On the 1st of October 2019, I will submit my final doctoral dissertation entitled ‘My Baby Deserves Love, Not HIV’ to my supervisors. It is the best 80,000 words and 220 pages that I have written under my supervisors’ guidance, and with the kindness of New Zealand Scholarships and the Ministry of Foreign Affairs and Trade (MFAT).
I want to reflect my own journey as an international student from Indonesia, a mother of three little kids, a wife, and at times a pregnant woman, to survive in this four-year journey of scholarship. I share three main survival tips for my fellow PhD mums and dads, and for those who guide and supervise international PhD students at AUT.
1 – Don’t be shy to ask for help
Being a Ph.D. student, we are learning to write, think, critique, and reflect; to argue confidently in our writing and in discussion with our supervisors. Here are some tips to go through this intensive journey to learn about your research topic.
a. Use your voice: be honest if you do not understand
I was raised in an educational culture that insisted that my teachers were mostly right, and I may be wrong. When I made mistakes or could not achieve good marks, I felt shameful. I was not raised with ideas such as “there is no right and no wrong”; “every one is unique”; and “failure is a good teacher”. I had to learn how to survive in a Western academic culture. Supervisors also need to understand our challenges as international students with different academic styles in our home countries.
I needed to be brave to say to my supervisors “I do not understand”; “I am confused with both of your comments”; “I need help”; and “my kids are sick, I need a rest”. You need to state your needs clearly to the supervisors who accompany you on your long journey. Be honest and do not be shy. They will help you if you use your voice. You also will learn to make decisions about what is best for your own writing and journey.
b. Mutual understandings
Our supervisors also need to be aware of their students. Students are not hard like stones. We are more like kites, ready to fly high. Supervisors sometimes let me fly as high as I can, but they will watch out for me. They will help me if I fly too far or fly too low. They will control the kite in a safe manner.
c. Supervisors’ comments: signs of love
You will work each chapter from its first draft to its final form. It may take 10 revisions. Our supervisors will comment on those drafts with love. Be patient and learn to love your supervisors’ comments. You can argue for your own ideas too; there’s no need to be shy. There is no right and there is no wrong. There are no stupid questions or arguments. You will see how amazing your writing is on the final draft.
d. Ask for one-to-one meetings with learning advisors and join peer support groups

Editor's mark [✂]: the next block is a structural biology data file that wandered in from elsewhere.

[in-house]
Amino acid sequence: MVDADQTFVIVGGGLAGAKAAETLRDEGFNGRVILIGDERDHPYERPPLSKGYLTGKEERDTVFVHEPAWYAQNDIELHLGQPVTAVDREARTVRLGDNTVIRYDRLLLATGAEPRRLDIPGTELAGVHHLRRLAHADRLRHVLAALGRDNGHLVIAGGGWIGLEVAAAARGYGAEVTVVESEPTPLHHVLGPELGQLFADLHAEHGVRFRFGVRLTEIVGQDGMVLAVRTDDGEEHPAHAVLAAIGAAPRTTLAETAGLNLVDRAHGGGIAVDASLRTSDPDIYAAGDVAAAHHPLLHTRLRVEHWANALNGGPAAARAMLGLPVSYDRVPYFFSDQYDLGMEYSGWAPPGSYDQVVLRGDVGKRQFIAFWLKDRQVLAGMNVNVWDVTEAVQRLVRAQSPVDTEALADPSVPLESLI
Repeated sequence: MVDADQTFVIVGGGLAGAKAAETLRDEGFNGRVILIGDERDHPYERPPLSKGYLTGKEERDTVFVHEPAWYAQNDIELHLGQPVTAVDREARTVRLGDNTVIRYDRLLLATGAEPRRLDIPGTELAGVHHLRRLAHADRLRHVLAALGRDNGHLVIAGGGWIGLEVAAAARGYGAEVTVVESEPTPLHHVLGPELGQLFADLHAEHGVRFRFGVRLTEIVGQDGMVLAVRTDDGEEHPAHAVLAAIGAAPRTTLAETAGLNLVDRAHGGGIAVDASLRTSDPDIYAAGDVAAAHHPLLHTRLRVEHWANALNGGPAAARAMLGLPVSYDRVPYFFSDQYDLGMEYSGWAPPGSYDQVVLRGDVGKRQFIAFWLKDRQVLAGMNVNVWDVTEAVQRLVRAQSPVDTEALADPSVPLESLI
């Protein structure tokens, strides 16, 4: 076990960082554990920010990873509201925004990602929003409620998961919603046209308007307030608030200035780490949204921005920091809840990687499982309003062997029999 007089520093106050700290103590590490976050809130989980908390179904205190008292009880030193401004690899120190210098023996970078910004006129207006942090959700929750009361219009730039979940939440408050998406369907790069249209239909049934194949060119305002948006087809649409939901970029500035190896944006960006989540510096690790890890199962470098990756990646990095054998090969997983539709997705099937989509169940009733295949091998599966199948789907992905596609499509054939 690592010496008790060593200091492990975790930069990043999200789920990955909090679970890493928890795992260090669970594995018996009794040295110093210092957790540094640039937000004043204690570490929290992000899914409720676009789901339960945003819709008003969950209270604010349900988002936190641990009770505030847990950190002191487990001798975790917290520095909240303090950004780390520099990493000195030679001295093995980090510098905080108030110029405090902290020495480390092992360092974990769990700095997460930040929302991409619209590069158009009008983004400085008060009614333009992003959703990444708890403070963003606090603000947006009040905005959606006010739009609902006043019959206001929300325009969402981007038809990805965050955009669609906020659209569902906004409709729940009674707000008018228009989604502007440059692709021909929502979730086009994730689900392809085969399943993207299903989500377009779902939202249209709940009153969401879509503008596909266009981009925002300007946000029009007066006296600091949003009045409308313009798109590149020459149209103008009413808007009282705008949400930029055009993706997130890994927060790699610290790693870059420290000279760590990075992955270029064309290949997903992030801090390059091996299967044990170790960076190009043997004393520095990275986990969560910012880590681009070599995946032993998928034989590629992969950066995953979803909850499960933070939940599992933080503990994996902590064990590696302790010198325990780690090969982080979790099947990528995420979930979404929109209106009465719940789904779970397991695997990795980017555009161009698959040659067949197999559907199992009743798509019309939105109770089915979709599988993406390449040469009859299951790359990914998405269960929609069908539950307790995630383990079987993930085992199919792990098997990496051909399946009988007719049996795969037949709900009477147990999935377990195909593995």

In my journey, I needed help from other people than just my supervisors. I needed to work one-to-one with AUT learning advisors. They became my ‘third parties,’ after my supervisors, to resolve my confusion, provide tips in critical writing, and to link my challenges to my supervisors. “All will be fine, Najmah,” said Quentin, one of AUT’s learning advisors. Ask your supervisors to refer you to learning advisors for extra help. There is also free online academic help through Studiosity, available via Blackboard. You can use Studiosity to get proofreading help on drafts.
I also need my peers to share their diverse experiences in academia. My PhD student peers are insiders in my journey. For instance, there is a peer support group for NZ Scholars and ASEAN students. They listen, share, and motivate me. Please, join some peer support groups in AUT. You are not alone.
2 – Be kind to yourself
AUT, like other universities in Auckland, provides every international student a ladder to learning during the PhD. We as international students need to be resilient to go through this journey. Be kind to yourself as you work toward your achievement.
I always remember what my supervisors, learning advisors, AUT scholarship officers, AUT lecturers, and peers said to me:
- “Do not kill yourself with work, we are here to help you”
- “Have a walk, and have time with your kids, keep strong”
- “Almost there!”
- “Take a deep breath, you will be okay”
- “Trying to communicate findings that are so personal is like wrestling a crocodile”
- “It is fine to cry, release your worry and then seek help”
3 – Use all facilities for parents
When my peers asked me “where is your PhD room?” I answered: “in the parent room in AUT library.” Librarians recognised me when I came with my kids and prepared the parents room key for us. My kids called this parents room ‘Mummy’s school.’ There are toys, CDs, and a big television to watch. It is enough to keep children calm and they can make noise too, as they have their own world.
Studying with kids is part of my journey. I, like other students who are also parents, balance my time to drop my kids to school, pick them from school and childcare, and prepare their food. We get used to sharing these roles with our spouses, who may also be working to earn money to live in the great (but not cheap) city of Auckland.
There are lots of other great resources for parents who are studying at AUT:
- AUT childhood centres with friendly teachers and childcare subsidies
- Breastfeeding rooms
- Scholarship Office support (with medical insurance included for those on New Zealand Scholarships)
- Postgraduate events and mix & mingles where you can meet other students
We choose this journey toward the PhD, and we need our survival kits along the way. The parent’s journey to the PhD is a whānau’s journey – whānau, in Māori, meaning extended family.
Thank you AUT for providing a safe and family-friendly environment for those of us who have different gender expectations from our diverse cultures and countries.
Thank you New Zealand.